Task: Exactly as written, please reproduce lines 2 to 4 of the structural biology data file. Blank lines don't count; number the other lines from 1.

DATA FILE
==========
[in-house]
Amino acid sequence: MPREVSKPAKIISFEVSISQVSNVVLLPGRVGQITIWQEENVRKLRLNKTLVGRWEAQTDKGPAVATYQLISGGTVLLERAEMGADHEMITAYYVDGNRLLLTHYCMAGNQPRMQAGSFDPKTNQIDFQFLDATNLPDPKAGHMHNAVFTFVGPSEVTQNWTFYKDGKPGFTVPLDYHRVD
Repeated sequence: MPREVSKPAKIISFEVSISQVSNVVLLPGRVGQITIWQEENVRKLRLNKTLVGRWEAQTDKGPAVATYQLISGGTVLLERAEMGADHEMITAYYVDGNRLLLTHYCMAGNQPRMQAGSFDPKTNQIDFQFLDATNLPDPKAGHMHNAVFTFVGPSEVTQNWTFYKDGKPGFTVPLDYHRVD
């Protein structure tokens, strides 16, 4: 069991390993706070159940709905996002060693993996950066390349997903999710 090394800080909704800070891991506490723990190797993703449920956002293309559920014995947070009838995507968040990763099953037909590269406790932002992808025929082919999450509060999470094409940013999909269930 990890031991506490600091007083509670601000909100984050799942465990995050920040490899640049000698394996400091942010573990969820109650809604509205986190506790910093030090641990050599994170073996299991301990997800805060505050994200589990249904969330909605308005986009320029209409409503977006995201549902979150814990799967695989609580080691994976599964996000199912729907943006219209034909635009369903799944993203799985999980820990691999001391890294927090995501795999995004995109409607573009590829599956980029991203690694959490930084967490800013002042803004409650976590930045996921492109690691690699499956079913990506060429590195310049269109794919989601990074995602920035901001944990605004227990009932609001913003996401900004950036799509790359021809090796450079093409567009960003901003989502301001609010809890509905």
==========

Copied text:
Amino acid sequence: MPREVSKPAKIISFEVSISQVSNVVLLPGRVGQITIWQEENVRKLRLNKTLVGRWEAQTDKGPAVATYQLISGGTVLLERAEMGADHEMITAYYVDGNRLLLTHYCMAGNQPRMQAGSFDPKTNQIDFQFLDATNLPDPKAGHMHNAVFTFVGPSEVTQNWTFYKDGKPGFTVPLDYHRVD
Repeated sequence: MPREVSKPAKIISFEVSISQVSNVVLLPGRVGQITIWQEENVRKLRLNKTLVGRWEAQTDKGPAVATYQLISGGTVLLERAEMGADHEMITAYYVDGNRLLLTHYCMAGNQPRMQAGSFDPKTNQIDFQFLDATNLPDPKAGHMHNAVFTFVGPSEVTQNWTFYKDGKPGFTVPLDYHRVD
């Protein structure tokens, strides 16, 4: 069991390993706070159940709905996002060693993996950066390349997903999710 090394800080909704800070891991506490723990190797993703449920956002293309559920014995947070009838995507968040990763099953037909590269406790932002992808025929082919999450509060999470094409940013999909269930 990890031991506490600091007083509670601000909100984050799942465990995050920040490899640049000698394996400091942010573990969820109650809604509205986190506790910093030090641990050599994170073996299991301990997800805060505050994200589990249904969330909605308005986009320029209409409503977006995201549902979150814990799967695989609580080691994976599964996000199912729907943006219209034909635009369903799944993203799985999980820990691999001391890294927090995501795999995004995109409607573009590829599956980029991203690694959490930084967490800013002042803004409650976590930045996921492109690691690699499956079913990506060429590195310049269109794919989601990074995602920035901001944990605004227990009932609001913003996401900004950036799509790359021809090796450079093409567009960003901003989502301001609010809890509905």